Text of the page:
Part I explores the history of statutory interpretation and the rise of New Textualism. Part II develops a framework for critiquing the rhetoric behind New Textualism, applies it to examples by its leading proponents, and concludes that New Textualists' rhetoric damages the debate around statutory interpretation.


    The history of statutory interpretation is a story of confusion. But the problem of how to interpret ambiguous text is more acute today due to the profusion of laws that accompanied the rise of the administrative state. (13) Instead of uncovering meaning from "natural" sources (14) or relying primarily on the common law, judges today regularly encounter regulations and statutes. The battle of statutory interpretation is no longer a niche area of law. Rather, it touches nearly every area of the legal world and has profound implications for the interpretation and enforcement of laws. (15) How that battle is fought, then, is of paramount importance.

    This Part traces the history of American statutory interpretation. It begins with modern statutory interpretation's prehistory in England and then winds its way through the various epochs of American interpretation. It culminates with an overview of New Textualism's ascendance.

    Sir William Blackstone may have detailed one of the first statutory interpretation regimes in the seminal Commentaries on the Laws of England. (16) In Blackstone's view:

    The fairest and most rational method to interpret the will of the legislator, is by exploring his intentions at the time when the law was made, by signs the most natural and probable. And these signs are either the words, the context, the subject matter, the effects and consequence, or the spirit and reason of the law. (17) In many ways, Blackstone described the "natural law" theory of interpretation that dominated Anglo-American legal thinking for much of the seventeenth, eighteenth, and nineteenth centuries. (18) Natural law proponents believed that the inherent limitations of language made text alone an incomplete source of information. (19) Many great early American thinkers referenced the "reason and spirit" of the law they were interpreting as guiding (and limiting) tools. (20) This method of interpretation vests a heavy amount of discretion in the judge. A natural law approach allows a judge to deviate from the intent of the legislature if it does not produce a "just" result. (21)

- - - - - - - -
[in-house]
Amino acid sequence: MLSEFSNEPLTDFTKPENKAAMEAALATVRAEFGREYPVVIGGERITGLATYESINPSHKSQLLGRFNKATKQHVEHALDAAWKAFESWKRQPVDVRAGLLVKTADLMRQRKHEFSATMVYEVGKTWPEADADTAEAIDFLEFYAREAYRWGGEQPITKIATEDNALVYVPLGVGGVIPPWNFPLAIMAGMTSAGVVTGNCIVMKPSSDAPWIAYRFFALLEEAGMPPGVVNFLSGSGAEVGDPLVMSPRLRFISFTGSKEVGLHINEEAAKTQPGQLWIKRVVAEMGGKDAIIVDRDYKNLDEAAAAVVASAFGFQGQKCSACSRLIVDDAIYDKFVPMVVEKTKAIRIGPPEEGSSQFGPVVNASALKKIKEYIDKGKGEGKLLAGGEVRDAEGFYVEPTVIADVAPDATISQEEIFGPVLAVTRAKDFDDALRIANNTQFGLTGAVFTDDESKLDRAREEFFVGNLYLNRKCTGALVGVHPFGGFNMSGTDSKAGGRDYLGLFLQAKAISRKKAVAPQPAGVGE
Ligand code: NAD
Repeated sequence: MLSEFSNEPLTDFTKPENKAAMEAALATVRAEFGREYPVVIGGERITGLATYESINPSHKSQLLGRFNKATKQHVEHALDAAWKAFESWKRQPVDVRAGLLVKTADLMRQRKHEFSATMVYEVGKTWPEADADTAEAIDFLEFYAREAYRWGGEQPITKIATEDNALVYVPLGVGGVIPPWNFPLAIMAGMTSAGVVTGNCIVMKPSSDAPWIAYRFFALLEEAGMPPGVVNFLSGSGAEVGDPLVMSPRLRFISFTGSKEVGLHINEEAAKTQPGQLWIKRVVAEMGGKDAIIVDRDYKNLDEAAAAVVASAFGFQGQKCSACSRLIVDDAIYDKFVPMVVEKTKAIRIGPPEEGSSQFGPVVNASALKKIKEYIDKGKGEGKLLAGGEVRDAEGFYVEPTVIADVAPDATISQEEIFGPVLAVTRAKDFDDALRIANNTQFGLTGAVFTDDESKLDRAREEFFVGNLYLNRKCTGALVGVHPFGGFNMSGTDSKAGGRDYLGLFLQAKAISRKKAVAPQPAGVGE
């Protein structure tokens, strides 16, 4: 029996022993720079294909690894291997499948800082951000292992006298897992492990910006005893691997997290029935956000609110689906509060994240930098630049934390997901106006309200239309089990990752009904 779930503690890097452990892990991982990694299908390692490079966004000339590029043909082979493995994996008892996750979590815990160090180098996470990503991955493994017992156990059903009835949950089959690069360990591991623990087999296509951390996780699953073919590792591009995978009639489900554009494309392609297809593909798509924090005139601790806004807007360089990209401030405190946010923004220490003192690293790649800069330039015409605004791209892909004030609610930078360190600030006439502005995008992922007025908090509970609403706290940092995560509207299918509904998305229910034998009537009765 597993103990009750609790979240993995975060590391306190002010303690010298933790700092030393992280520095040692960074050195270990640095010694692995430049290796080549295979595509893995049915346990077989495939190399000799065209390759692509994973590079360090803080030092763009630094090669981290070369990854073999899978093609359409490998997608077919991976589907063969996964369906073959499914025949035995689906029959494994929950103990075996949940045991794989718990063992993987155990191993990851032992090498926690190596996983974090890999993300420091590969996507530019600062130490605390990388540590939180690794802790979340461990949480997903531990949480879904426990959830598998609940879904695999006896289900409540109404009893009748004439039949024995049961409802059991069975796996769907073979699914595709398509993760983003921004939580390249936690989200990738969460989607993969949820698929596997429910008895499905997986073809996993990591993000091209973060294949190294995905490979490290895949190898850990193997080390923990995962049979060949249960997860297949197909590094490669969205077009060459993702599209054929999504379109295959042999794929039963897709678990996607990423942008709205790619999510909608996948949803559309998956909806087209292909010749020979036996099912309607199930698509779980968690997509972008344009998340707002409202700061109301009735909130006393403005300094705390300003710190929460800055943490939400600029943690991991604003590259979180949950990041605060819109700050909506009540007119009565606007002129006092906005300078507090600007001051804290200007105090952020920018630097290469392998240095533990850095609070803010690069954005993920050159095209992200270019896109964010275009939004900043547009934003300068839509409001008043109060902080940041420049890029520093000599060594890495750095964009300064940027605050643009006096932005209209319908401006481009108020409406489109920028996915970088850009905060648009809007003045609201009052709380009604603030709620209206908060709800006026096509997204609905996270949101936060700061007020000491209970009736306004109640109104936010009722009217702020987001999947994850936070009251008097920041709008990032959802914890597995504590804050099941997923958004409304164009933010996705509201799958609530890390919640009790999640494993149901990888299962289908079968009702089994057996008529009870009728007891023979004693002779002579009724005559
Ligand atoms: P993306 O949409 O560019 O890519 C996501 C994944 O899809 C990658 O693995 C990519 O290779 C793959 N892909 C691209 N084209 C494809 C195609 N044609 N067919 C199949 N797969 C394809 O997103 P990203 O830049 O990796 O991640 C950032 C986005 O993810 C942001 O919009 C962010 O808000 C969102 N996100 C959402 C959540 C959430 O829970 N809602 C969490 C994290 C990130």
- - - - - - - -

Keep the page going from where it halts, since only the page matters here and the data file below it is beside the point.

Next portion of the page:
In the latter half of the nineteenth century, the natural law approach gave way to the formalistic "Old Textualism." (22) Old Textualism was an ancestor of New Textualism that took a literal view of statutes and text. Old Textualists followed a positivist approach to law, meaning that judges acted as pseudolegal scientists who "discovered" rather than created law. (23) At their core, Old Textualists focused on the text of a statute as the clearest expression of the intent of the legislature. To determine this legislative intent, Old Textualists believed judges should utilize deductive reasoning to solve any ambiguity. (24) But the rigidity of this early formalism led to resistance by jurists such as Justice Oliver Wendell Holmes in the early twentieth century. (25)

    Justice Holmes believed that the competing policy interests could not be decided neutrally using deductive reasoning or mathematical formulas. (26) Proponents of the Holmesian approach adopted the "faithful agents" model of interpretation, which attempts to effectuate the purpose and intent of the legislature. (27) Instead of mechanically looking at the text, the users of the Holmesian method allowed (and frequently used) legislative history. (28) But as legal realism continued to take root in American jurisprudence, a different approach took root in statutory interpretation. The New Deal Era, World War II, and increased focus on public law led to the rise of the purposivists. (29)

    Perhaps best demonstrated by Professors Henry Hart and Albert Sacks, purposivists desire to interpret a statute in a way that advances the overall social goal of the original legislation. (30) At bottom, Hart and Sacks purposivists desired a system of flexible standards when presented with an ambiguous statute. (31) A judge should reason how a given interpretation will impact (either advance or inhibit) social policy. (32) While this approach dominated the 1950s and 1960s, (33) a backlash at perceived judicial activism (34) led to the creation of a new approach to statutory interpretation. (35)

    New Textualism has risen to dominance over the past few decades as a consequence of the backlash against judicial activism. (36) Led most prominently by Justice Scalia, the approach advanced a formalist-style mindset that focuses on text at the expense of resorting to a broader purpose or looking...